His startled expression and immediate discomfort told her that he clearly had not expected her to say that. He shuffled uncomfortably in his chair and nodded, resting his elbows on the table as he folded his arms defensively. “Annie thinks so,” he replied dully. “I’m not over it,” he muttered.

Sympathy started to replace some of the anger. She could understand how he felt, and perhaps even why he’d been so angry. “It takes time to heal those wounds,” Ginny told him quietly.

“Yeah,” he agreed wistfully. “Anyway… I really am sorry. Think we could maybe start over?”

Ginny hesitated over the question. Could they start over as friends? “I dunno, maybe. What about your feelings for me? You know that we need to take a breather right? You need to forget those feelings.”

“I am forgetting them. It was just a crush! And besides, I hid them for most of the summer, after all.” He flashed a sad smile at her.

This didn’t really sound all that hopeful. “Even if I decide to forgive you for being an awful friend, I don’t want you to get hurt, so if-”

But he cut her off. “Ginny, we’re friends,” he repeated, emphasizing the last word. “We’re meant to be friends. I can see that now. I accept that we’re just friends.”

He looked so sincere and so relaxed in spite of the situation that Ginny decided that she could accept his words. He may not be able to be truly her friend for a while, but for now, they just had to get through today. Maybe next summer, they could run into each other and it would be okay.

“I’m still upset with you, but okay,” Ginny finally said, smiling tentatively. “Friends it is.”

A wide, relieved smile broke across his lips. “Thank you. We’ve really missed your weird lack of pop cultural knowledge. I’ve already got of list to subjects to grill you on.”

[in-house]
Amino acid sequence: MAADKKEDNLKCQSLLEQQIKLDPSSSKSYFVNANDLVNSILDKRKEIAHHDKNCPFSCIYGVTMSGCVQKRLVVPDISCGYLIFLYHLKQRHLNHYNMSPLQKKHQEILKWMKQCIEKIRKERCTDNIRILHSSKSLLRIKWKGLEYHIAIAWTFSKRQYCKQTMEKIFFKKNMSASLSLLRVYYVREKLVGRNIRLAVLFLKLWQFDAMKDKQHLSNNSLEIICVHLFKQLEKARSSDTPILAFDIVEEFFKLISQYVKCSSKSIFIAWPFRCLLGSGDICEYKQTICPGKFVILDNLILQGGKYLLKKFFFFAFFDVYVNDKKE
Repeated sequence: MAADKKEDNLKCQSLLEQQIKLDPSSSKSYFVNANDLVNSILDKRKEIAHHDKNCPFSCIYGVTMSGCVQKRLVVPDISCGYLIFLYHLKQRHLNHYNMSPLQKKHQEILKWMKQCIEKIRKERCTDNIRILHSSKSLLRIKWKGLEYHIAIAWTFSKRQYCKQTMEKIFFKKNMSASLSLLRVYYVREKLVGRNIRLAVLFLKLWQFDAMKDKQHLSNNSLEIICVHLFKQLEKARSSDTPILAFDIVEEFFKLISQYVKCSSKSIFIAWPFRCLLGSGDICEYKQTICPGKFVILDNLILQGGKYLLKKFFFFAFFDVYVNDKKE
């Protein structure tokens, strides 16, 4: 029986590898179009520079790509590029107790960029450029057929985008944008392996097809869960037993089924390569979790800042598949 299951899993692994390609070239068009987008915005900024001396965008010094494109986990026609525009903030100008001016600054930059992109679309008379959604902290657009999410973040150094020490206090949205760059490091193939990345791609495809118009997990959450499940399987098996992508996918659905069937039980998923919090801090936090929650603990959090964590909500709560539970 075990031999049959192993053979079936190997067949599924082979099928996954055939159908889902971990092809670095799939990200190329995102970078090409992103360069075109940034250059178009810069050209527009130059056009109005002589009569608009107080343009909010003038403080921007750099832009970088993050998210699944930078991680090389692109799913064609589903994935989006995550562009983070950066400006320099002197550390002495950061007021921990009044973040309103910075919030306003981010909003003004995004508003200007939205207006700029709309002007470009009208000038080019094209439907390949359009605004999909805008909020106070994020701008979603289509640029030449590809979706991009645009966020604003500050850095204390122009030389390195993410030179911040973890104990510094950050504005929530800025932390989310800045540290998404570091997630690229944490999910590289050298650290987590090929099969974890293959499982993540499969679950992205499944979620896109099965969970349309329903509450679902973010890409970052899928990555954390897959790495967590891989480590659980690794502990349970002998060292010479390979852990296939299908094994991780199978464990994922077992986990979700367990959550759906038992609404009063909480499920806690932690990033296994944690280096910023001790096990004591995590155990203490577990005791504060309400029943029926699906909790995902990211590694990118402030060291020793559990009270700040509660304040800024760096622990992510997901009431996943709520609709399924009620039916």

Ginny snorted and took another drink of iced tea, her heart slowly returning to a regular rhythm. “Yeah, your lives must have been really dull without me around to laugh at.”

“A little,” Jackson replied dryly. “So what’s new? How’s Harry?”

Ginny looked at him for a long moment, her eyes narrowed. Jackson noticed her reaction and he held up his hands innocently. “I’m not asking because I’ve got a sick curiosity to know… I just wanted to make sure I didn’t ruin things between you two.” He paused and then added, “And I’d like to apologize to him too, at some point. I owe him an apology as well.”

She slowly lowered her glass onto the table. There was no way that Harry and Jackson would be anywhere near each other at any time soon. “Jackson, it’s just a little weird when you ask about him. I don’t think friends should have this conversation when one friend likes the other.”

Jackson made a face. “It’s only weird if the other friend keeps bringing up something the first friend wants to put behind him and pretend it never happened. Besides, I’m seeing someone.”

That surprised her. “You are? You’re not doing that thing where you pretend you’re dating someone so you seem more over someone else?”

He laughed loudly and shook his head. “No, no. Her name is Clare and she’s a friend of Annie’s. We’ve only been out a few times, but she’s a nice girl. See? I’m fine. Like I said… it was just a crush. It’s not like I’m in love with you.”

The subject of love made her feel flustered again. She didn’t quite believe that he was completely over his feelings for her–there was still that awkward tension in the air that said otherwise. “I think you should have led with ‘I’m seeing someone,’” she grumbled. “It might make it a bit less awkward. Harry is good. He’s graduating from his police program soon,” she replied, pleased that she recalled the name of the fake profession that Harry was working toward.

“You guys work things out yet?” He asked, a catch in his voice, but his care-free expression didn’t change.